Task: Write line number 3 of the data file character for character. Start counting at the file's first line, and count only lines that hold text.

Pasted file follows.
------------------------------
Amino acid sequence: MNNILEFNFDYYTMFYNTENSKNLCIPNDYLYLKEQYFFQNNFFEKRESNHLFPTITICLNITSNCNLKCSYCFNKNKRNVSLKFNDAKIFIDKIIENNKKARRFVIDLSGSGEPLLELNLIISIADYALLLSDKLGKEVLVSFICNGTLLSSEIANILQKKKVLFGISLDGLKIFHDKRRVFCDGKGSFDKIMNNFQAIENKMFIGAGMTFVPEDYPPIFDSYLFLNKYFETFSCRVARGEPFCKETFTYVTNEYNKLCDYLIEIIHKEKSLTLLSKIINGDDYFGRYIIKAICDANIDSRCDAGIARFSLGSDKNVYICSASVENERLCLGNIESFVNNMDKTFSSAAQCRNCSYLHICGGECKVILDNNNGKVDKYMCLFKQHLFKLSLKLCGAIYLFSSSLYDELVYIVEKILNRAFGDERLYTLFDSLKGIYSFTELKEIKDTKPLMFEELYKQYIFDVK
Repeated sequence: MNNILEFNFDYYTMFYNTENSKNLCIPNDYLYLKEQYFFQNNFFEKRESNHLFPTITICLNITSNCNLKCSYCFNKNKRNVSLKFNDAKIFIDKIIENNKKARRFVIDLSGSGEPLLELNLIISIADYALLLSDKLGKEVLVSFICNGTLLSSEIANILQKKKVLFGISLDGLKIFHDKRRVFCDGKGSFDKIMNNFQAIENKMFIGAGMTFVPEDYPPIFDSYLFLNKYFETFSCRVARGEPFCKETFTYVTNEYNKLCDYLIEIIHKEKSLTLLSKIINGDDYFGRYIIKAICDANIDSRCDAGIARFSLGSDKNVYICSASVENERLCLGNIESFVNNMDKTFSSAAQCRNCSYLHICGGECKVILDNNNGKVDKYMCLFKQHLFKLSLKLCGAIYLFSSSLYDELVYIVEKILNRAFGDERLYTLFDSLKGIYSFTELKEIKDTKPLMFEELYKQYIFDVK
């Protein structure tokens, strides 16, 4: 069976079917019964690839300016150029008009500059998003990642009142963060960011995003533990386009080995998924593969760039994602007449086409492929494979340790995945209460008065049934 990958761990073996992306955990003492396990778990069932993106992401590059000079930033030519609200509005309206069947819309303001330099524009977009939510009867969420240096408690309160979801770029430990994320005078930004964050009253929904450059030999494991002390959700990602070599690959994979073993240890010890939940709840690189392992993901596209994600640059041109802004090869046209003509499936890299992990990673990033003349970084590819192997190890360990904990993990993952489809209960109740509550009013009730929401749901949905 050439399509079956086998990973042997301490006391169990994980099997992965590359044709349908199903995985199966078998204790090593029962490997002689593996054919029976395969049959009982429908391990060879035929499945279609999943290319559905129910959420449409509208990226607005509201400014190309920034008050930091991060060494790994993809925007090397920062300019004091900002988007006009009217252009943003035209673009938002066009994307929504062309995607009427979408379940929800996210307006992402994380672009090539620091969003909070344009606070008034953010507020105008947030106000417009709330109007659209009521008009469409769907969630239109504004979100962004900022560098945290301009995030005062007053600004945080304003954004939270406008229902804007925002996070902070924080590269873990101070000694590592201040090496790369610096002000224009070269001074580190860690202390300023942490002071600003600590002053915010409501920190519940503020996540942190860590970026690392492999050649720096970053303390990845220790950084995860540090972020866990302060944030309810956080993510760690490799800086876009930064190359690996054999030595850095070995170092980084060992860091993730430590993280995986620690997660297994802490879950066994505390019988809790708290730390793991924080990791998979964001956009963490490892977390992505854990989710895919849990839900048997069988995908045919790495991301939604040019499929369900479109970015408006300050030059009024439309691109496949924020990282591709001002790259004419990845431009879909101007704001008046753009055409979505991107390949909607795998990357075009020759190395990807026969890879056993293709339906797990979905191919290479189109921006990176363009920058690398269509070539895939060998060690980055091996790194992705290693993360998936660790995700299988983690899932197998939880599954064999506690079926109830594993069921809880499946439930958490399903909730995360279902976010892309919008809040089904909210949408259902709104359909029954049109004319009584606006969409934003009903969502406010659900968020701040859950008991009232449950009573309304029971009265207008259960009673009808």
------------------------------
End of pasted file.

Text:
């Protein structure tokens, strides 16, 4: 069976079917019964690839300016150029008009500059998003990642009142963060960011995003533990386009080995998924593969760039994602007449086409492929494979340790995945209460008065049934 990958761990073996992306955990003492396990778990069932993106992401590059000079930033030519609200509005309206069947819309303001330099524009977009939510009867969420240096408690309160979801770029430990994320005078930004964050009253929904450059030999494991002390959700990602070599690959994979073993240890010890939940709840690189392992993901596209994600640059041109802004090869046209003509499936890299992990990673990033003349970084590819192997190890360990904990993990993952489809209960109740509550009013009730929401749901949905 050439399509079956086998990973042997301490006391169990994980099997992965590359044709349908199903995985199966078998204790090593029962490997002689593996054919029976395969049959009982429908391990060879035929499945279609999943290319559905129910959420449409509208990226607005509201400014190309920034008050930091991060060494790994993809925007090397920062300019004091900002988007006009009217252009943003035209673009938002066009994307929504062309995607009427979408379940929800996210307006992402994380672009090539620091969003909070344009606070008034953010507020105008947030106000417009709330109007659209009521008009469409769907969630239109504004979100962004900022560098945290301009995030005062007053600004945080304003954004939270406008229902804007925002996070902070924080590269873990101070000694590592201040090496790369610096002000224009070269001074580190860690202390300023942490002071600003600590002053915010409501920190519940503020996540942190860590970026690392492999050649720096970053303390990845220790950084995860540090972020866990302060944030309810956080993510760690490799800086876009930064190359690996054999030595850095070995170092980084060992860091993730430590993280995986620690997660297994802490879950066994505390019988809790708290730390793991924080990791998979964001956009963490490892977390992505854990989710895919849990839900048997069988995908045919790495991301939604040019499929369900479109970015408006300050030059009024439309691109496949924020990282591709001002790259004419990845431009879909101007704001008046753009055409979505991107390949909607795998990357075009020759190395990807026969890879056993293709339906797990979905191919290479189109921006990176363009920058690398269509070539895939060998060690980055091996790194992705290693993360998936660790995700299988983690899932197998939880599954064999506690079926109830594993069921809880499946439930958490399903909730995360279902976010892309919008809040089904909210949408259902709104359909029954049109004319009584606006969409934003009903969502406010659900968020701040859950008991009232449950009573309304029971009265207008259960009673009808």